Far too often do I resemble St Josemaria’s little bird, content and yet bored with the simple life we struggle through. Not only do I lack the power and skill to soar above the heights, I fear to do so, for flying that high means I could crash. And if crashing close to the ground is hard, how much more devastating would it be to crash when I am spending time in the heavens?
The idea of soaring with eagles sounds nice, it sounds incredible, but I’ve been on too many retreats and had to come back to “reality” from the mountaintop experience. Even worse, I’ve seen what it can do where people only see that mountaintop experience as the only blessed thing in their lives. Where they live, remembering the high of the last retreat, and looking forward to the next one.
If only we didn’t have to come down!
If only I wasn’t so afraid of those heights.
Paul urges us to delight in God, to give to him every detail of every problem, depending upon Him to receive them as He promised when He asked us to cast all our burdens upon Him. He begs us to keep our eyes on the things that are good, that are Godly,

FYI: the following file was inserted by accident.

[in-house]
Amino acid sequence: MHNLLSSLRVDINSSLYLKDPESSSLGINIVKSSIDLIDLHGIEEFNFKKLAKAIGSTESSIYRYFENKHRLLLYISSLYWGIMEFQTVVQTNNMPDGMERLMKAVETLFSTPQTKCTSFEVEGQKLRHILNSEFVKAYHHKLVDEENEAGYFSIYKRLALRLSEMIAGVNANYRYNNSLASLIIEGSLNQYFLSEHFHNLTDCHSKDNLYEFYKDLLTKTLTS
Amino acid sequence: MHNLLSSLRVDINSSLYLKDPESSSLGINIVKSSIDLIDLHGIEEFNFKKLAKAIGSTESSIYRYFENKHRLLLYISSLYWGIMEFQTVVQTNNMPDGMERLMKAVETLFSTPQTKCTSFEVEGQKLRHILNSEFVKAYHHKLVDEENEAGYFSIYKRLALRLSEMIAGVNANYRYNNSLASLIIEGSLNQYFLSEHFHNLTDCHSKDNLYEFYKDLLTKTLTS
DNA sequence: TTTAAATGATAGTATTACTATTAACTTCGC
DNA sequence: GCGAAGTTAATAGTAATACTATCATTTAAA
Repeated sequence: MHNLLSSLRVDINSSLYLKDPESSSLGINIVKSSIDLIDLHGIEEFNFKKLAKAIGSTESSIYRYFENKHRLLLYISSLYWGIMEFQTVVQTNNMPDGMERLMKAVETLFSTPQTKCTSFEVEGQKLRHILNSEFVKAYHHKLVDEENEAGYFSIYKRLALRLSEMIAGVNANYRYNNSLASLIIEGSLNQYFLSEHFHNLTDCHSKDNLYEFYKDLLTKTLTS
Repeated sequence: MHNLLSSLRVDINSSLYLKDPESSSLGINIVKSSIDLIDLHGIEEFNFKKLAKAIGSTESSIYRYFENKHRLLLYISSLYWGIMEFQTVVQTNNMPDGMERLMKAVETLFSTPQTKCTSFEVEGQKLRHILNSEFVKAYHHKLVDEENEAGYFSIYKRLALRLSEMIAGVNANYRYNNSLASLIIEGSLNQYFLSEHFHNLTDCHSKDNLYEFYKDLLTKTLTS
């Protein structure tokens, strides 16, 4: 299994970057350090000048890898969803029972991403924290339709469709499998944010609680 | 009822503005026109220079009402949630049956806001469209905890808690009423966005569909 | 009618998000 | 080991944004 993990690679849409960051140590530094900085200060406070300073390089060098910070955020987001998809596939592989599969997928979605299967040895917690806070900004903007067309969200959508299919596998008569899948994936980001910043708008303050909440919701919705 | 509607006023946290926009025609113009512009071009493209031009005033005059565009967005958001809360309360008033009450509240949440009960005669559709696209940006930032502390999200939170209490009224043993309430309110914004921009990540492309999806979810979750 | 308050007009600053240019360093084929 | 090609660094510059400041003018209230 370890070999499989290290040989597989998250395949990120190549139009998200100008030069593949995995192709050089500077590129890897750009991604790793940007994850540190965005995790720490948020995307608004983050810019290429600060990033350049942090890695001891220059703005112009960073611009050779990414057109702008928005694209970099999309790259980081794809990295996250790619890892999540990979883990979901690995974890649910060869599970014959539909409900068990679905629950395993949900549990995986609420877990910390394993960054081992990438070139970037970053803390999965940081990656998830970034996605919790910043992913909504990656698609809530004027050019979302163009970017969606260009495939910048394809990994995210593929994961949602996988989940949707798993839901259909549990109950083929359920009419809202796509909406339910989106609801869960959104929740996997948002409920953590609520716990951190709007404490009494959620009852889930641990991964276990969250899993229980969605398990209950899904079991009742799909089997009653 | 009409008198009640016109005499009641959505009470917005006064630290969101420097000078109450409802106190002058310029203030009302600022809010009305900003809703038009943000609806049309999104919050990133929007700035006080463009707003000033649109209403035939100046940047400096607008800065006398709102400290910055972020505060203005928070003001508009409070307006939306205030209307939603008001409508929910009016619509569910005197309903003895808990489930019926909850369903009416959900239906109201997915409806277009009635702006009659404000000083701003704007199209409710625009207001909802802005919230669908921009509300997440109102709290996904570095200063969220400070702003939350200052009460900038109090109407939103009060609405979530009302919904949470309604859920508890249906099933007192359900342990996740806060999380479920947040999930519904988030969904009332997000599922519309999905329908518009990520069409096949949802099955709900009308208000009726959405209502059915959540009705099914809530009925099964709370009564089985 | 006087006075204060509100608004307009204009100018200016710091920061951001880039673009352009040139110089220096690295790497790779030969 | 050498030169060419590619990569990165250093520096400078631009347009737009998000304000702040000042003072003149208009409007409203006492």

Does that require us to stay soaring in the heavens, only to be worthless here on earth? Do we like the monks of old or the Amish, separate ourselves from the world? How can we be in the world but not of it, as Jesus asks?
Is this command of Paul, to delight in God, to rejoice in all things possible? Or is it just an unfulfilled dream? And if it is unfulfilled, does this mean the negative impact I think it does, a life lived in disobedience and therefore condemnation?
I can’t worry about that question, nor its answer. it is beyond my role, beyond my experience. For if I worry about that, the more I will not spend my time delighting in Him, and the less likely it will be for me to run to Him for the forgiveness I so need, for the comfort and consoling that will restore to me the joy of my salvation, and the awe of being found in His presence, and loved.
For that is where the delight comes from, in realizing how incredible God’s love is, a love that desires to make itself manifest in every moment of our lives. love that would shape our lives with thoughts about what is righteous and just, what is lovely and pure, what is of God.
May our desire to dwell in His presence be satisfied, and may be not be satisfied with anything else. AMEN!
Escriva, Josemaria. The Forge (Kindle Locations 366-374). Scepter Publishers. Kindle Edition.